In 1977 the tournament was expanded with no semi-final. The tournament was held at a pre-determined site, rotated among the three leagues; the 1983 Memorial Cup tournament saw the inclusion of a fourth team, the team hosting the event, done to boost tournament attendance. The first tournament under this format was held in Portland and marked the first time that an American city hosted the Memorial Cup; the host Winter Hawks won the Cup that year, becoming the first American team to win the Memorial Cup, as well as becoming the first host team to win it. The four teams played a single round-robin. If two teams are tied for third place a tie-breaker game is played on Thursday, followed by a semi-final game between the second and third-place teams and a final between the first-place team and the semi-final winner; this format continues to be used to this day, with the honour of hosting the tournament rotated amongst the CHL's three member leagues. If the host team wins its respective league championship, the Memorial Cup berth reserved for the league champion is instead awarded to that league's runner-up.
This was the case in 2006, when the Quebec Remparts lost to the Moncton Wildcats in the QMJHL Finals. However, since Moncton was hosting the Memorial Cup that year, Quebec was awarded the QMJHL berth to the Memorial Cup tour
Flin Flon Bombers
The Flin Flon Bombers are a junior ice hockey team and current member of the Saskatchewan Junior Hockey League, are based in Flin Flon, Canada. Their home rink is the Whitney Forum. Radio station CFAR live broadcasts a select number of home and away games throughout the year, as well as all playoff games; the Bombers date back to 1927 and have featured many future hockey greats, including Bobby Clarke, Reggie Leach, Ted Hampson, Blaine Stoughton, Gene Carr, Chuck Arnason, Gerry Hart, Ken Baumgartner and Mel Pearson. Their trademark colours are maroon and white, The Bombers played in the Senior Saskatchewan Hockey League for the 1939 to 1944 seasons, the North Saskatchewan Junior Hockey League for the 1950 season. No information is available for the 1945, 1946, 1947 seasons; the NSJHL became the SJHL for the 1951 season. Memorial Cup championshipThe 1956–57 Flin Flon Bombers had no trouble winning their own league, the SJHL, averaging nearly 6 goals a game and allowing only 2 against, they won the league title by 19 points.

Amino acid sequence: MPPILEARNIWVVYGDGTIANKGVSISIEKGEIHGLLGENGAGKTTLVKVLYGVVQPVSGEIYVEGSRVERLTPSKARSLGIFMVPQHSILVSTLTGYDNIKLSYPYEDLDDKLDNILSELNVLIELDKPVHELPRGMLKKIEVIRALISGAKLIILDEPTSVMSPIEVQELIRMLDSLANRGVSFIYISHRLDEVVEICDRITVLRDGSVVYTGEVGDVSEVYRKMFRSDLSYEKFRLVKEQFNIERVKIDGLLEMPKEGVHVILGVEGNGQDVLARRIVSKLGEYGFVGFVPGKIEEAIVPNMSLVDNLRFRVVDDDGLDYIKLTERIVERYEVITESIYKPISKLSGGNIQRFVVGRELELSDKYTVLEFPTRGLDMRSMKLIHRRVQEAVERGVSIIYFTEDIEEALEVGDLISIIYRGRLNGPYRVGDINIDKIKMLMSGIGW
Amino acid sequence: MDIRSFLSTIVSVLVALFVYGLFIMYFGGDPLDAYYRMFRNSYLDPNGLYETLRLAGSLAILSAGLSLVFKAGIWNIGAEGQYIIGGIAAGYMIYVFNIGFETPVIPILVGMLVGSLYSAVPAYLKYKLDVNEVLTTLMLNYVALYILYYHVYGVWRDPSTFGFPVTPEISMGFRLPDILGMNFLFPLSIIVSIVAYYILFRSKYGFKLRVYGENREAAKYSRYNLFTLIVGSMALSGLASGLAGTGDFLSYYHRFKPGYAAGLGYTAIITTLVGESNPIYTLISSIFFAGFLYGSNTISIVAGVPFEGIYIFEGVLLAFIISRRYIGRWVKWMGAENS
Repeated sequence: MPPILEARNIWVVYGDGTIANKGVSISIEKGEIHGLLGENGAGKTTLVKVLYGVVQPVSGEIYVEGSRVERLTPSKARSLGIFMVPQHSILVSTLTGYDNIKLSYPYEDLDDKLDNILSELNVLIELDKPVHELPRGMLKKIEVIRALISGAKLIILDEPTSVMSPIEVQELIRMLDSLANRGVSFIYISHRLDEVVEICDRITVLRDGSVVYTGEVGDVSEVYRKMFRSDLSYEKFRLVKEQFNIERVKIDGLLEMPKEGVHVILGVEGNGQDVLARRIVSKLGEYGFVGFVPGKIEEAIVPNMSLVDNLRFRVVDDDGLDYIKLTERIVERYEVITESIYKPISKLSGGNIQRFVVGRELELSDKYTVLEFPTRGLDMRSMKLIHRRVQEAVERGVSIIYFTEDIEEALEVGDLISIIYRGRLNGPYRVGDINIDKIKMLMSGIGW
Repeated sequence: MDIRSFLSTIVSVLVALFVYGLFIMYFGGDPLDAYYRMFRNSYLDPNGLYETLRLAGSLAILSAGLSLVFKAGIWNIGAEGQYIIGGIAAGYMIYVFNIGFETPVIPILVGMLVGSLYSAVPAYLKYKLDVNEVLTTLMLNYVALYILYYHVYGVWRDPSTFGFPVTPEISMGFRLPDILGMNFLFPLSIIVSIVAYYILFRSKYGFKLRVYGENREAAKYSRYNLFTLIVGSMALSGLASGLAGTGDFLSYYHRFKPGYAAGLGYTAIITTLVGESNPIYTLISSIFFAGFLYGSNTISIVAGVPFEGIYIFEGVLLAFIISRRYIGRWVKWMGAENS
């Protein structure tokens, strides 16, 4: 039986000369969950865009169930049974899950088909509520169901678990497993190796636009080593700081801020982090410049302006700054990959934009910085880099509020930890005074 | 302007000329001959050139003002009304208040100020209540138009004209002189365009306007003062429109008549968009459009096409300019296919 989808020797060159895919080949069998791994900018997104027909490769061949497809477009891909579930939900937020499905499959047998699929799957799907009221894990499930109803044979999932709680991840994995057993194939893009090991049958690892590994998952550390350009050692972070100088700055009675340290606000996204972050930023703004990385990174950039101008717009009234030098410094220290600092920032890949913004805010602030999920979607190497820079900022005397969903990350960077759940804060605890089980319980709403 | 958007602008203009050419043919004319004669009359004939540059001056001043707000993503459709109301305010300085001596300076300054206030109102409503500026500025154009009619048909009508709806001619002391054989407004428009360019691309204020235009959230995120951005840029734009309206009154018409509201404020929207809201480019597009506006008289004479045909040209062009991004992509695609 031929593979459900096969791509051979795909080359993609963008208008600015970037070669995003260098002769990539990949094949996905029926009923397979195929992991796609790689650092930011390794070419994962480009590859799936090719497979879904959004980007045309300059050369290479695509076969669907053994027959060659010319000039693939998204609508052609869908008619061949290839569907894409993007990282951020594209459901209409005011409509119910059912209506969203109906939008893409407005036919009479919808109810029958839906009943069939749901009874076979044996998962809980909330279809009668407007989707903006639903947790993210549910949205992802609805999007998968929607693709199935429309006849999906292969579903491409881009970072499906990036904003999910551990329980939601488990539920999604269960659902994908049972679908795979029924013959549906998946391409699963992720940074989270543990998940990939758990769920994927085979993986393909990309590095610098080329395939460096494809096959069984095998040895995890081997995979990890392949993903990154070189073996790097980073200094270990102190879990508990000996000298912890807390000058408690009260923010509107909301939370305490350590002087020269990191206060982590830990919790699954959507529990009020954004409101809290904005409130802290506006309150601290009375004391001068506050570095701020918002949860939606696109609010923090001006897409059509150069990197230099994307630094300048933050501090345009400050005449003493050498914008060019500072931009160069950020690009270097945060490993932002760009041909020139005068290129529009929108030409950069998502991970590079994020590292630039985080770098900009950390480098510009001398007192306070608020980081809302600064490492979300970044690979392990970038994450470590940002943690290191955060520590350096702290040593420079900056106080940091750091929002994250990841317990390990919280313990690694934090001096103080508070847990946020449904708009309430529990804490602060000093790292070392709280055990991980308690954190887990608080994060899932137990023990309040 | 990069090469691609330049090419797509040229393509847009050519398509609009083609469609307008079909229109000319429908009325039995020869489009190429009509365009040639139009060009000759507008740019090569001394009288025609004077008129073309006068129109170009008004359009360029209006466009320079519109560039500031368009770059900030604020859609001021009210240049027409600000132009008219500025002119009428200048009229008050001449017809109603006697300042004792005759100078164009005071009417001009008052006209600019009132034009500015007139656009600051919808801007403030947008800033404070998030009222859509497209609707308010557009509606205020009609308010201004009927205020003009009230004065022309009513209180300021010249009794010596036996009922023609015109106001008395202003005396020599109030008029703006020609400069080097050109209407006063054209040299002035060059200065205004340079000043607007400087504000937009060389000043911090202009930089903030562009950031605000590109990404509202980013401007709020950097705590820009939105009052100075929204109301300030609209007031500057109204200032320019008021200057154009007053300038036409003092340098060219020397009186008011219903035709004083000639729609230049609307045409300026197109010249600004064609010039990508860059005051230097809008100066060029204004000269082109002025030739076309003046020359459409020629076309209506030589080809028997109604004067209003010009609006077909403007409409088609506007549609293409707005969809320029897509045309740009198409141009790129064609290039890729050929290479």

In the playoffs, they beat the Humboldt Indians 4-games-to-none and won the final over the Prince Albert Mintos 4-games-to-2. In the Western Canadian playdowns, the Bombers next played Edmonton Oil Kings of the Western Junior Hockey League. After allowing the series to be split after four games, the Bombers beat the Oil Kings the next two games to take the series in six; the Bombers beat the Thunder Bay Junior A Hockey League's Fort William Canadiens four games straight to win the Abbott Cup. As per Junior A rules, the Bombers picked up goalie Lynn Davis and defenceman Jean Gauthier from the Fort William and centre Orland Kurtenbach from Prince Albert for the Memorial Cup Finals; the Eastern Champion was the Ottawa Junior Canadiens. Coached by Sam Pollock and assistant Scotty Bowman; the first three games were in Flin Flon with the series closing out in Regina. The Bombers won the series 4-games-to-2; the 1956–57 Flin Flon Bombers were inducted into both the Manitoba Sports Hall of Fame and Museum and the Manitoba Hockey Hall of Fame.
Championship roster Harvey Fleming, Carl Forster, Cliff Lennartz, Barry Beatty, Mike Kardash, Duane Rupp, George Konik, Mel Pearson, Ken Willey, Rod Lee, Wayne Sproxton, Ted Hampson, George Wood, Lynn Davis, Jean Gauthier, Ron Hutchinson, Orland Kurtenbach, Pat Ginnell, Doug Dawson, Bobby Kirk, Hec McCaig, Jim Wardle, Pinkie Davie, Ken Cunningham, Rees Jones, Dan McCaig. The Bombers played for one season in the MJHL before moving on to the WCHL for the 1968 season. See the 1968-1978 WHL section for more details. Note: The Western Hockey League was known as the Western Canadian Hockey League for the 1967-68 season; the Bobby Clarke eraIn 1966, Bill Hunter lead the formation of the Western Canada Junior Hockey League. 5 of the 8 teams in the SJHL joined, while the Brandon Wheat Kings and Flin Flon Bombers joined the Manitoba Junior Hockey league. After one season, both would leave and join the Western Canada Hockey League. During the 1966–67 season, the Bombers, led by Bobby Clarke and Reggie Leach, dominated the MJHL and cruised to a league championship, capturing the Turnbull Memorial Cup.